Heather Stouffer, , shares some healthy eating tips for kids starting the school year.
Stouffer, who produces a line of frozen foods designed for children ages 2 to 10, says she believes that the more and healthier options that children eat, the more of an open mind they’ll will have in the classroom.
“Kids often eat such small portions and for those picky eaters, everything that goes into their bodies counts,” Stouffer said.
It’s an especially important issue as students start the new school year and eat meals away from home.
- Kids use parents as role models when it comes to eating, and parents can show kids that they can eat a wide range of foods. “We have salad many nights, and I think it took my son watching me eat salad, oh, about 400 times, before he was willing to try it,” Stouffer said.
- Whether it’s texture or color, or maybe the carrot is “too long,” kids will come up with all kinds of reasons why they don’t want to eat. “Figure out ways to empower a child to make their own decisions about the foods that they eat,” she says. For example, ask your child “Should we have carrots or cauliflower as our vegetable tonight?”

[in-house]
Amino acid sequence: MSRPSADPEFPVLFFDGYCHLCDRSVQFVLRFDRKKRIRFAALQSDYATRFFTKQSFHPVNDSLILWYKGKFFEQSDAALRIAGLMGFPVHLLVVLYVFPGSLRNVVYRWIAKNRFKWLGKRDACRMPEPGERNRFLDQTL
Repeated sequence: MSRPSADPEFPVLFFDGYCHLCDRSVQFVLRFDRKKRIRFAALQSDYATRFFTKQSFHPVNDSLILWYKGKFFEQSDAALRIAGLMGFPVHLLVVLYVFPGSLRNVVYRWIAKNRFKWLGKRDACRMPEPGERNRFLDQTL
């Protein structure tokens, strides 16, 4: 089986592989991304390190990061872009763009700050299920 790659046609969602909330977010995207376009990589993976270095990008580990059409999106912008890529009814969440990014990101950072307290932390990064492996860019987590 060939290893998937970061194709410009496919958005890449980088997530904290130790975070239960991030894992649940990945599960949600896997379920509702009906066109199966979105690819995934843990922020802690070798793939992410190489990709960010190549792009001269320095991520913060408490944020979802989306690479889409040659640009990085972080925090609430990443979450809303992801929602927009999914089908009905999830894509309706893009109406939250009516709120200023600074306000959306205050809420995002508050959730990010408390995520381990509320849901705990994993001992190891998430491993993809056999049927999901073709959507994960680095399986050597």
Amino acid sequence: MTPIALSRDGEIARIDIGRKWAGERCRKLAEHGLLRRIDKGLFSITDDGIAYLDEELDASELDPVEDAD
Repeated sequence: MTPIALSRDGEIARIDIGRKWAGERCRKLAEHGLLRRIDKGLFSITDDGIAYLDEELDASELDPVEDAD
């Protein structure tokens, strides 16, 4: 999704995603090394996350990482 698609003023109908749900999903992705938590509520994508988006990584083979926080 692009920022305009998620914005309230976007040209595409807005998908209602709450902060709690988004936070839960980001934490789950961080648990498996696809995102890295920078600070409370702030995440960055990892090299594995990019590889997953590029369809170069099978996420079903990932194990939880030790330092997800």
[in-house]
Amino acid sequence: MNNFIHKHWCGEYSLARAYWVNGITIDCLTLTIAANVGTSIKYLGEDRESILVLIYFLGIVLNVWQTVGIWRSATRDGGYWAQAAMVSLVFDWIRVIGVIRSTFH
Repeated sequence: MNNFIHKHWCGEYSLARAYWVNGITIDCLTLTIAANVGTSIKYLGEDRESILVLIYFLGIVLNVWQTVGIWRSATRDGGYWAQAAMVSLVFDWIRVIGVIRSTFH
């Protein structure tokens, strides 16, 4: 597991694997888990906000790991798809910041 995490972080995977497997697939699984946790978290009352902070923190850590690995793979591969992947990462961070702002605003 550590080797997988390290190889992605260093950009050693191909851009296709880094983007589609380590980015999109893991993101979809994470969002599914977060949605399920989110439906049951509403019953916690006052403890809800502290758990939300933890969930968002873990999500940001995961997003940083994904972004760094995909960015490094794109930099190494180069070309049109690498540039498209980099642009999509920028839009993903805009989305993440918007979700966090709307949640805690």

- Eat dinner together. If at all possible, get as many family members together for dinner. Research has shown that families that eat together are less likely to have teenagers who use drugs. Sitting down at a table together also increases conversational skills of children.
- Continue to experiment. “My kids will eat asparagus if it’s a full stalk, but won’t touch it if it’s cut up,” Stouffer explains.
- For lunchboxes, Stouffer encourages parents to think about what their child eats the most of – and if they eat it all the time consider buying organic.
- Choose foods with staying power. Foods that are high in protein like beans, yogurt, hardboiled eggs or cheese will make a child last full for a longer time.
- Kids love to dip – offer veggies with hummus or sour cream, fruit with yogurt dip.
- Kids love to make their own trail mix – go to a store such as Whole Foods where kids can choose what they want to go into their mix (with a little guidance from parents or care givers.)
- Easy on the artificial food dyes. Stouffer says research has shown food colorings can lead to behavioral issues and a decreased ability to focus. Go for the organic label if possible to find foods that don’t have preservatives and food colorings.